want more tests done on different species. “Sensitivity [to
irradiation] varies between species, so research should be conducted
on other animals,” Joji Otaki, an associate professor at the
University of the Ryukyus in Okinawa, told the Japan Times.

Fortunately for humans, they generally fare better than butterflies
when it comes to handling radiation. Hopefully much better.

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No Fading Away For MacArthur Over Here
( TIME )

More than six decades after U.S. Army General Douglas MacArthur
stepped down as lord and master of Japan, he remains a towering
figure of the postwar era -- an enigmatic, controversial and yet
revered figure who helped rebuild and remake Japan from the ashes of

Ordinary citizens can get a glimpse into the MacArthur persona during
a rare public viewing this week of MacArthur’s former office
overlooking the Imperial Palace in central Tokyo. The spare,
wood-paneled room has been carefully preserved and is open to the
public to commemorate the 60th anniversary of the return of the
former General Headquarters building to its civilian owner.

“MacArthur was very important to Japan’s recovery,” says John
Mock, visiting professor of anthropology at Temple University in
Tokyo. “In terms of managing day-to-day affairs, he didn’t have to
do a lot. His job was to be a figurehead and he did that very, very
well. He was this august, distant figure -- almost imperial-like --
and that is exactly what the Japanese needed.”

MacArthur had a well-developed sense of theater and chose his
headquarters carefully. The Dai-Ichi Insurance Co. was one of the few
intact structures left in Tokyo at the end of the war. It stood
across a wide boulevard from the palace. MacArthur requisitioned the
building, gave the company three days to move out and moved into an
office on the sixth floor. From there he could look across a moat and
high walls onto the palace grounds.

MacArthur refused to call on the Emperor. When eventually Hirohito
made the pilgrimage across the street to MacArthur’s office, a photo
was released of the tall, relaxed MacArthur standing next to the
diminutive and buttoned-up Emperor, making clear to all who was in

MacArthur was relieved of his post in April 1951 for publicly
disagreeing with President Harry Truman over handling of the war in
Korea. He returned to the U.S. and in a farewell address to Congress
he said, “I now close my military career and just fade away, an old
soldier who tried to do his duty as God gave him the light to see
that duty.”

In Japan, neither MacArthur, nor his office, has faded away.

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Report: Fukushima Nuclear Disaster Was Man-Made
( TIME )

An independent parliamentary committee issued a report on Thursday on
last year’s crisis at the Fukushima Daiichi nuclear plant, concluding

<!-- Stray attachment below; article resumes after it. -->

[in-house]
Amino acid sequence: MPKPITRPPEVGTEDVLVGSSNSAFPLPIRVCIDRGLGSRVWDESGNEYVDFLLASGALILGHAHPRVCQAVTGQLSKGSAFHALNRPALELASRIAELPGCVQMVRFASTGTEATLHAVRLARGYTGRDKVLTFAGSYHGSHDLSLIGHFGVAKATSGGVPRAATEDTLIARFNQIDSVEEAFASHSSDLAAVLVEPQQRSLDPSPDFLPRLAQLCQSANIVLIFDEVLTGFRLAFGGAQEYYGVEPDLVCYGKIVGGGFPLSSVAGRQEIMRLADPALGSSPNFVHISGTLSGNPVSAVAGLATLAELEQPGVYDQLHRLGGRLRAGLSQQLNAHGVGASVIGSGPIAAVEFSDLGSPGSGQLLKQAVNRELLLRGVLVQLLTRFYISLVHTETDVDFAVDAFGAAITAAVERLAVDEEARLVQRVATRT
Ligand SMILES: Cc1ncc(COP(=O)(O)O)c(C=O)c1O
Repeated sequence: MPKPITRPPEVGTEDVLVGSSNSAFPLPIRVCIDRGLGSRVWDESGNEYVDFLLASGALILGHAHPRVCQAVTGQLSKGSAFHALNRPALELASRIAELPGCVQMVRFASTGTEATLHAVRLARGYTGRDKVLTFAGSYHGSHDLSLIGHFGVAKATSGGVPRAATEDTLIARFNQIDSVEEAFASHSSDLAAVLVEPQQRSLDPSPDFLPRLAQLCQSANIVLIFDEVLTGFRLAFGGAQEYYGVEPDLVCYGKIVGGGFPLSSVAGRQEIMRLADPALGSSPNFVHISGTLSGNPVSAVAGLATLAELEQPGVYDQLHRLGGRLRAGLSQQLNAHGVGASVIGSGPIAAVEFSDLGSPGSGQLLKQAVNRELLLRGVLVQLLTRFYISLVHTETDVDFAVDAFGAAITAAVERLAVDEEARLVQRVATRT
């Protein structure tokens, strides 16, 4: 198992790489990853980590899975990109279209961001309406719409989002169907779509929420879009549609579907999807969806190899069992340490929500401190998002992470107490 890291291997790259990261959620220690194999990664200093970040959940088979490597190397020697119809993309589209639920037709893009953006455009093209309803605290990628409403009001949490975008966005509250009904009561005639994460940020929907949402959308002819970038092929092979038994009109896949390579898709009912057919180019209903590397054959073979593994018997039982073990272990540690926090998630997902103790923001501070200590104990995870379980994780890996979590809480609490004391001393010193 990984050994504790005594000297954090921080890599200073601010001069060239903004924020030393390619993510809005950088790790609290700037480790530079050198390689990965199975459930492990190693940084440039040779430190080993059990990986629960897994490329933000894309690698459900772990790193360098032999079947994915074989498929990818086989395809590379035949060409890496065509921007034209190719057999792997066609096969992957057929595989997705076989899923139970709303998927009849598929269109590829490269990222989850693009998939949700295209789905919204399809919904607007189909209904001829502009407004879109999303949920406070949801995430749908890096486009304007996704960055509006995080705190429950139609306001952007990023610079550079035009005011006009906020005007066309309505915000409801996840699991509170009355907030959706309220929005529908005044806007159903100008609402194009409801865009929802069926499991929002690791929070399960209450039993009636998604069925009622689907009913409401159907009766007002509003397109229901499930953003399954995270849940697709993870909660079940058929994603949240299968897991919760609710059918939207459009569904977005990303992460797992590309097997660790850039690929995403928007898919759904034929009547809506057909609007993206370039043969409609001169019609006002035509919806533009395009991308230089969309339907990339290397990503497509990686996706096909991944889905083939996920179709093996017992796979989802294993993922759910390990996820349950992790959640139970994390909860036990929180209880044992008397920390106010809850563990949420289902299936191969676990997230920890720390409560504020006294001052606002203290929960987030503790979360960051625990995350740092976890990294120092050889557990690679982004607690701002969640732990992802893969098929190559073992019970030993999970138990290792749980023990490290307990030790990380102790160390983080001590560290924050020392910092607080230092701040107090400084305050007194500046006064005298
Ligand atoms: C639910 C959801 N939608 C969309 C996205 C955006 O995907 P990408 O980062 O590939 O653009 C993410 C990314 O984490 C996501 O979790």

that the disaster was “man-made” and the result of “collusion”
between Japan’s regulatory bodies and Tokyo Electric Power Co.
(TEPCO), the operator of the facility and Japan’s largest utility.
Together, the report reads, “they effectively betrayed the nation’s
right to be safe from nuclear accidents.”

The report eviscerates authorities’ infamous claim that the events of
March 11, 2011 -- which led to the world’s worst nuclear disaster
since Chernobyl -- in which some 150,000 people were evacuated, were
soteigai, or unimaginable, and therefore beyond prevention. On the
contrary, the 10 members of the Fukushima Nuclear Accident Independent
Investigation Commission concluded that “the direct causes of the
accident were all foreseeable.” After a six-month independent
investigation, the authors said the plant was unable to withstand the
9.0 earthquake and the tsunami that followed simply because TEPCO and
the regulators overseeing nuclear power and safety “failed to
correctly develop the most basic safety requirements.”

Power generation began anyway. It’s impossible to say whether the
report, had it been released a week ago, would have changed that. But
it will certainly strengthen the resolve of the growing ranks of those
who oppose nuclear power in Japan. The report plainly confirms what
many have feared -- that the government was so invested in using
nuclear power to bolster Japan’s high standard of living and
manufacturing-based economy that it balked at enforcing vigorous safety
standards that could have slowed it down. After the 1970s oil crisis,
Japan aggressively built nuclear reactors around the archipelago as a
way to secure the nation’s energy independence. “Nuclear power became
an unstoppable force, immune to scrutiny by civil society,” wrote
Kiyoshi Kurokawa, the chairman of the commission, in the report. Before
March 11, Japan relied on nuclear power for about 30% of its energy
supply and was the world’s third largest nuclear power consumer after
the U.S. and France.

The investigation also raises serious questions about how much of the
damage that caused the triple meltdown in the reactors at Fukushima
was attributable to the earthquake and what the risks are for other
plants in earthquake-prone areas. Previous investigations have found no
evidence of significant earthquake damage at the plant, but the
committee says there is not enough substantive evidence to support
that. “We conclude that TEPCO was too quick to cite the tsunami as the
cause of the nuclear accident and deny that the earthquake caused any
damage,” the authors wrote. Much of the damage that could shed light
on which natural disaster caused which problem is still inside the
reactors’ containers, where radiation levels are still too high for
anyone to go poke around. The report recommends that a new commission
be set up to look into the cause of damage.